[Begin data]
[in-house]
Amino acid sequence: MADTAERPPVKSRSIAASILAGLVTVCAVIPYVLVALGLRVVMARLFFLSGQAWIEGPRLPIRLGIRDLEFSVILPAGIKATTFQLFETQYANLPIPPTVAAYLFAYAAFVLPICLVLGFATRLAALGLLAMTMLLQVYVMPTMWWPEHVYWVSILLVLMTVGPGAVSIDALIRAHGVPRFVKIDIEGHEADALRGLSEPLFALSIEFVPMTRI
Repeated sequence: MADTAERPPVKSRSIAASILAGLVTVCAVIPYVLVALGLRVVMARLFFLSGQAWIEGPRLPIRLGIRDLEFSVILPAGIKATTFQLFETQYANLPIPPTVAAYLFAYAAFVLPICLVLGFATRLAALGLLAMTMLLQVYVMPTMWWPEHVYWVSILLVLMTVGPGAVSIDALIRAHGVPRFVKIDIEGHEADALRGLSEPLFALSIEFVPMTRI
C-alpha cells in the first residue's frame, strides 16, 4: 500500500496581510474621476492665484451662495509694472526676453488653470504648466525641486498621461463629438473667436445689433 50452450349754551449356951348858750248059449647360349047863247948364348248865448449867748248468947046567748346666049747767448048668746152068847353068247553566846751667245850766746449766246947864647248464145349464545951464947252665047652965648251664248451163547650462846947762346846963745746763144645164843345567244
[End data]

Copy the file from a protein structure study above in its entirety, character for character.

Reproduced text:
[in-house]
Amino acid sequence: MADTAERPPVKSRSIAASILAGLVTVCAVIPYVLVALGLRVVMARLFFLSGQAWIEGPRLPIRLGIRDLEFSVILPAGIKATTFQLFETQYANLPIPPTVAAYLFAYAAFVLPICLVLGFATRLAALGLLAMTMLLQVYVMPTMWWPEHVYWVSILLVLMTVGPGAVSIDALIRAHGVPRFVKIDIEGHEADALRGLSEPLFALSIEFVPMTRI
Repeated sequence: MADTAERPPVKSRSIAASILAGLVTVCAVIPYVLVALGLRVVMARLFFLSGQAWIEGPRLPIRLGIRDLEFSVILPAGIKATTFQLFETQYANLPIPPTVAAYLFAYAAFVLPICLVLGFATRLAALGLLAMTMLLQVYVMPTMWWPEHVYWVSILLVLMTVGPGAVSIDALIRAHGVPRFVKIDIEGHEADALRGLSEPLFALSIEFVPMTRI
C-alpha cells in the first residue's frame, strides 16, 4: 500500500496581510474621476492665484451662495509694472526676453488653470504648466525641486498621461463629438473667436445689433 50452450349754551449356951348858750248059449647360349047863247948364348248865448449867748248468947046567748346666049747767448048668746152068847353068247553566846751667245850766746449766246947864647248464145349464545951464947252665047652965648251664248451163547650462846947762346846963745746763144645164843345567244